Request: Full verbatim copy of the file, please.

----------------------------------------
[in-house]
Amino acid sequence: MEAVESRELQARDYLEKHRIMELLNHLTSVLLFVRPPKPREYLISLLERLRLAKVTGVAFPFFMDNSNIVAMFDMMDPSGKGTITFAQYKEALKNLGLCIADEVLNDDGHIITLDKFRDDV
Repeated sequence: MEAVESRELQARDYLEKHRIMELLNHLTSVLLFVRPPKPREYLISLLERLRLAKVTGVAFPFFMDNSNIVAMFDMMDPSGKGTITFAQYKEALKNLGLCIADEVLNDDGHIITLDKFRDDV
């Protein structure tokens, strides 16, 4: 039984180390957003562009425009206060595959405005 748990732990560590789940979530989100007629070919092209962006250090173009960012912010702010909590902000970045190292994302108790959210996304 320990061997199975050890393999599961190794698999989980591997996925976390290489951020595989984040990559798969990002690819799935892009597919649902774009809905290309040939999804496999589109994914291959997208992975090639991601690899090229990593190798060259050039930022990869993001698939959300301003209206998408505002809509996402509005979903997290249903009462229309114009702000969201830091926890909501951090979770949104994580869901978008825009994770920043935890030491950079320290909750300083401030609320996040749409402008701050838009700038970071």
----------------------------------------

[in-house]
Amino acid sequence: MEAVESRELQARDYLEKHRIMELLNHLTSVLLFVRPPKPREYLISLLERLRLAKVTGVAFPFFMDNSNIVAMFDMMDPSGKGTITFAQYKEALKNLGLCIADEVLNDDGHIITLDKFRDDV
Repeated sequence: MEAVESRELQARDYLEKHRIMELLNHLTSVLLFVRPPKPREYLISLLERLRLAKVTGVAFPFFMDNSNIVAMFDMMDPSGKGTITFAQYKEALKNLGLCIADEVLNDDGHIITLDKFRDDV
């Protein structure tokens, strides 16, 4: 039984180390957003562009425009206060595959405005 748990732990560590789940979530989100007629070919092209962006250090173009960012912010702010909590902000970045190292994302108790959210996304 320990061997199975050890393999599961190794698999989980591997996925976390290489951020595989984040990559798969990002690819799935892009597919649902774009809905290309040939999804496999589109994914291959997208992975090639991601690899090229990593190798060259050039930022990869993001698939959300301003209206998408505002809509996402509005979903997290249903009462229309114009702000969201830091926890909501951090979770949104994580869901978008825009994770920043935890030491950079320290909750300083401030609320996040749409402008701050838009700038970071």